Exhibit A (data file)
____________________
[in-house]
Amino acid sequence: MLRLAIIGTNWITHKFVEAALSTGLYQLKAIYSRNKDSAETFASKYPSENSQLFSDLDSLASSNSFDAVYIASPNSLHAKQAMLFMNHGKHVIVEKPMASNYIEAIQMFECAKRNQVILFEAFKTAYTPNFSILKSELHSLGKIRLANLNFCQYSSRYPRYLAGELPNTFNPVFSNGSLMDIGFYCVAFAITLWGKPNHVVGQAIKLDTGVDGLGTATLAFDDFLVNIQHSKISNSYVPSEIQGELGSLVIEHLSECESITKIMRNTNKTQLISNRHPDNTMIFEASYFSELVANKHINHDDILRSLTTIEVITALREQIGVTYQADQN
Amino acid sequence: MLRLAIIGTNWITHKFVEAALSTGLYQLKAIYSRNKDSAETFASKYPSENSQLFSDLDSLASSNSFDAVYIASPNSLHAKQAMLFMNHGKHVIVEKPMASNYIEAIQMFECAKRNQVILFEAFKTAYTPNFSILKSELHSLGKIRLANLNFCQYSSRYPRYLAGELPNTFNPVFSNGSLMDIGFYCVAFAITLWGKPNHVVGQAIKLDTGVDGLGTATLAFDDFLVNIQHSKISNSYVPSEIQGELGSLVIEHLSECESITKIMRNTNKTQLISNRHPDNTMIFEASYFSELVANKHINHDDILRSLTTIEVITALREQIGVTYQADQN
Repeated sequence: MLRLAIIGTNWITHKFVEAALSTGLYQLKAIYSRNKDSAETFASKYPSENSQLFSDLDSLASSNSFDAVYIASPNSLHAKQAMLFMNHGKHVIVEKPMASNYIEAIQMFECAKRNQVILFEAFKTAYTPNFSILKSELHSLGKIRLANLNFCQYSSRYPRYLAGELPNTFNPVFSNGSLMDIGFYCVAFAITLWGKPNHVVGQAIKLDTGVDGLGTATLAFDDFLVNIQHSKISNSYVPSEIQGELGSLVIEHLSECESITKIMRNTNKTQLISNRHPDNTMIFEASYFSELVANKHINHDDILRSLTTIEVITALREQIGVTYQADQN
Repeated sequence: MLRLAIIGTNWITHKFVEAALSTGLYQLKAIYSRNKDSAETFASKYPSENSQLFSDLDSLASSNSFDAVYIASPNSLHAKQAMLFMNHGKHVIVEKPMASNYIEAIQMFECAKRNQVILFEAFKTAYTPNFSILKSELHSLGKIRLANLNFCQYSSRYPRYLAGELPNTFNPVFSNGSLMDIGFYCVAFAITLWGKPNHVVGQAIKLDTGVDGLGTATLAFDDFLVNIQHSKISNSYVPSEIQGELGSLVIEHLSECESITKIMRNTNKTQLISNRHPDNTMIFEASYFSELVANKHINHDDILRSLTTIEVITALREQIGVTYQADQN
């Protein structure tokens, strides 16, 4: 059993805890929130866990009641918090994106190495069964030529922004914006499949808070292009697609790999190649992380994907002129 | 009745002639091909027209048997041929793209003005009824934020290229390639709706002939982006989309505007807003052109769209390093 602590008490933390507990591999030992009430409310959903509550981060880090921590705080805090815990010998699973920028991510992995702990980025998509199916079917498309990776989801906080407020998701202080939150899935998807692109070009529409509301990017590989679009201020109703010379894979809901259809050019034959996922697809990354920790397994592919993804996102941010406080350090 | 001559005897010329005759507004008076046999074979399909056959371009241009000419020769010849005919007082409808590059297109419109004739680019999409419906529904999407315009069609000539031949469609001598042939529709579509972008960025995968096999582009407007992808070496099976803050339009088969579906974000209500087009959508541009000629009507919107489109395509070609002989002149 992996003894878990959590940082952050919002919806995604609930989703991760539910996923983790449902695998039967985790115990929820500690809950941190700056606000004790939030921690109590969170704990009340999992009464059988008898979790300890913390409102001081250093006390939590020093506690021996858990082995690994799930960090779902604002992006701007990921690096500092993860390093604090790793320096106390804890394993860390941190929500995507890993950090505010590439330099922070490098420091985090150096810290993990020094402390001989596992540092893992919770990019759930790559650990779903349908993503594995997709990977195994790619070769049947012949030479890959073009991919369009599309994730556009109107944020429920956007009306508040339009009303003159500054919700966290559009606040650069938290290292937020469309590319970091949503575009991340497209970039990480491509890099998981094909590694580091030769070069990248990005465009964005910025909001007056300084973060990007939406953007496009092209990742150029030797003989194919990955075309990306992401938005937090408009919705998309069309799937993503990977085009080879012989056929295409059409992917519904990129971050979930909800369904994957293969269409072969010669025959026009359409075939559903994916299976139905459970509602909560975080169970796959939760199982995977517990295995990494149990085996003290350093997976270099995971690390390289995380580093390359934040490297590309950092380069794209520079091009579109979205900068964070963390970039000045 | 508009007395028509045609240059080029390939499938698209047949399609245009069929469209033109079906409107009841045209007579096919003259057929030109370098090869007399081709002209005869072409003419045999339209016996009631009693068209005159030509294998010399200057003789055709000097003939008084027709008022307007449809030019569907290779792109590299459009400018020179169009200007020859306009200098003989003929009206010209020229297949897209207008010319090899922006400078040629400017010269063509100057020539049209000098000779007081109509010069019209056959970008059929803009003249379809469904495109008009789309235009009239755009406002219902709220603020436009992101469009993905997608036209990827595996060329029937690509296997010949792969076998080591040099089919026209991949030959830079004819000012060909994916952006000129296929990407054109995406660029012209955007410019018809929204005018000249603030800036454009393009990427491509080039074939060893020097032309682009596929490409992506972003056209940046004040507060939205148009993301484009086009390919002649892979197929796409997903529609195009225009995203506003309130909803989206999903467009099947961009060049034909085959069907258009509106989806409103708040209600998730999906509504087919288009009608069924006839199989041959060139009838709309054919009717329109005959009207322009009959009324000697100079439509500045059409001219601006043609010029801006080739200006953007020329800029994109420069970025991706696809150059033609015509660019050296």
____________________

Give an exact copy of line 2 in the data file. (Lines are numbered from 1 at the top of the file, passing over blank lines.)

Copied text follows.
Amino acid sequence: MLRLAIIGTNWITHKFVEAALSTGLYQLKAIYSRNKDSAETFASKYPSENSQLFSDLDSLASSNSFDAVYIASPNSLHAKQAMLFMNHGKHVIVEKPMASNYIEAIQMFECAKRNQVILFEAFKTAYTPNFSILKSELHSLGKIRLANLNFCQYSSRYPRYLAGELPNTFNPVFSNGSLMDIGFYCVAFAITLWGKPNHVVGQAIKLDTGVDGLGTATLAFDDFLVNIQHSKISNSYVPSEIQGELGSLVIEHLSECESITKIMRNTNKTQLISNRHPDNTMIFEASYFSELVANKHINHDDILRSLTTIEVITALREQIGVTYQADQN